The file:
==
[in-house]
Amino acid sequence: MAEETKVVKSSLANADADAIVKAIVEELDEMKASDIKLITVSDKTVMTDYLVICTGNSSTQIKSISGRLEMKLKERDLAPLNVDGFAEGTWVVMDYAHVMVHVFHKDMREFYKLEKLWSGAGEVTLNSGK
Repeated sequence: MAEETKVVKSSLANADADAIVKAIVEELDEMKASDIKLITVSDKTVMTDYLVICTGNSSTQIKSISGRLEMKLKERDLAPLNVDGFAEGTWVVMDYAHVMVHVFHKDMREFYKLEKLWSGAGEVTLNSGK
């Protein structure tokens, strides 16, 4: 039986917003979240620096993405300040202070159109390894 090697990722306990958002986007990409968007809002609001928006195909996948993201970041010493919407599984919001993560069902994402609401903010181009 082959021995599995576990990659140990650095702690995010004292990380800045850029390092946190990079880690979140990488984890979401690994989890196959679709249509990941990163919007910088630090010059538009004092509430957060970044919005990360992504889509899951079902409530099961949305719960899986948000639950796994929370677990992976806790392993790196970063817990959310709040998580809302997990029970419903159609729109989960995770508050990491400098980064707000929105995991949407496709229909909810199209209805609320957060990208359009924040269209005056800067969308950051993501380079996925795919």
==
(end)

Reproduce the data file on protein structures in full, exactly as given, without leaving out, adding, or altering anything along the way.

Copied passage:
[in-house]
Amino acid sequence: MAEETKVVKSSLANADADAIVKAIVEELDEMKASDIKLITVSDKTVMTDYLVICTGNSSTQIKSISGRLEMKLKERDLAPLNVDGFAEGTWVVMDYAHVMVHVFHKDMREFYKLEKLWSGAGEVTLNSGK
Repeated sequence: MAEETKVVKSSLANADADAIVKAIVEELDEMKASDIKLITVSDKTVMTDYLVICTGNSSTQIKSISGRLEMKLKERDLAPLNVDGFAEGTWVVMDYAHVMVHVFHKDMREFYKLEKLWSGAGEVTLNSGK
């Protein structure tokens, strides 16, 4: 039986917003979240620096993405300040202070159109390894 090697990722306990958002986007990409968007809002609001928006195909996948993201970041010493919407599984919001993560069902994402609401903010181009 082959021995599995576990990659140990650095702690995010004292990380800045850029390092946190990079880690979140990488984890979401690994989890196959679709249509990941990163919007910088630090010059538009004092509430957060970044919005990360992504889509899951079902409530099961949305719960899986948000639950796994929370677990992976806790392993790196970063817990959310709040998580809302997990029970419903159609729109989960995770508050990491400098980064707000929105995991949407496709229909909810199209209805609320957060990208359009924040269209005056800067969308950051993501380079996925795919």